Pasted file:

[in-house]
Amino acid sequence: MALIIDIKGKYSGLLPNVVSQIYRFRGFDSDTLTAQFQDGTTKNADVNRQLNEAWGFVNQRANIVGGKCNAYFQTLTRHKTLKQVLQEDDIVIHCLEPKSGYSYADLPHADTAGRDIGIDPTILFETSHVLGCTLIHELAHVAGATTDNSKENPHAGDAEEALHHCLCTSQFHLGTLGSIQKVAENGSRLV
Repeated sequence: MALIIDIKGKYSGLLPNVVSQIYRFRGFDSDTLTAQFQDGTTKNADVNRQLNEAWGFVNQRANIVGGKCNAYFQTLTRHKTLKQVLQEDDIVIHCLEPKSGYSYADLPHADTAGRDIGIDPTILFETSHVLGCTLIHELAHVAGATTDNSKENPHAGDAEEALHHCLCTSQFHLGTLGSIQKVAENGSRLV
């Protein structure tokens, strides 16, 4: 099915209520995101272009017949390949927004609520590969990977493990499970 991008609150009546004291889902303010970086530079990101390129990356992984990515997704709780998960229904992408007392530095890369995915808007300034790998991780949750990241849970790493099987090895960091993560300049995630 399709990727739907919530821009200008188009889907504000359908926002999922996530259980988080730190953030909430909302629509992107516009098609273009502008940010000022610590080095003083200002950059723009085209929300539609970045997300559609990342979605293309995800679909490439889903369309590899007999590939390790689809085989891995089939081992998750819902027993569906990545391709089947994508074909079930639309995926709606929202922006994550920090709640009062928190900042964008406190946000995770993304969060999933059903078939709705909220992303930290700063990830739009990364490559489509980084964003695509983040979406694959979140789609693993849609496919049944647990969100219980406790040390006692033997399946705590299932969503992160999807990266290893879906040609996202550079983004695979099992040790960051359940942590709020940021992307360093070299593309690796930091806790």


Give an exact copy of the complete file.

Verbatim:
[in-house]
Amino acid sequence: MALIIDIKGKYSGLLPNVVSQIYRFRGFDSDTLTAQFQDGTTKNADVNRQLNEAWGFVNQRANIVGGKCNAYFQTLTRHKTLKQVLQEDDIVIHCLEPKSGYSYADLPHADTAGRDIGIDPTILFETSHVLGCTLIHELAHVAGATTDNSKENPHAGDAEEALHHCLCTSQFHLGTLGSIQKVAENGSRLV
Repeated sequence: MALIIDIKGKYSGLLPNVVSQIYRFRGFDSDTLTAQFQDGTTKNADVNRQLNEAWGFVNQRANIVGGKCNAYFQTLTRHKTLKQVLQEDDIVIHCLEPKSGYSYADLPHADTAGRDIGIDPTILFETSHVLGCTLIHELAHVAGATTDNSKENPHAGDAEEALHHCLCTSQFHLGTLGSIQKVAENGSRLV
């Protein structure tokens, strides 16, 4: 099915209520995101272009017949390949927004609520590969990977493990499970 991008609150009546004291889902303010970086530079990101390129990356992984990515997704709780998960229904992408007392530095890369995915808007300034790998991780949750990241849970790493099987090895960091993560300049995630 399709990727739907919530821009200008188009889907504000359908926002999922996530259980988080730190953030909430909302629509992107516009098609273009502008940010000022610590080095003083200002950059723009085209929300539609970045997300559609990342979605293309995800679909490439889903369309590899007999590939390790689809085989891995089939081992998750819902027993569906990545391709089947994508074909079930639309995926709606929202922006994550920090709640009062928190900042964008406190946000995770993304969060999933059903078939709705909220992303930290700063990830739009990364490559489509980084964003695509983040979406694959979140789609693993849609496919049944647990969100219980406790040390006692033997399946705590299932969503992160999807990266290893879906040609996202550079983004695979099992040790960051359940942590709020940021992307360093070299593309690796930091806790």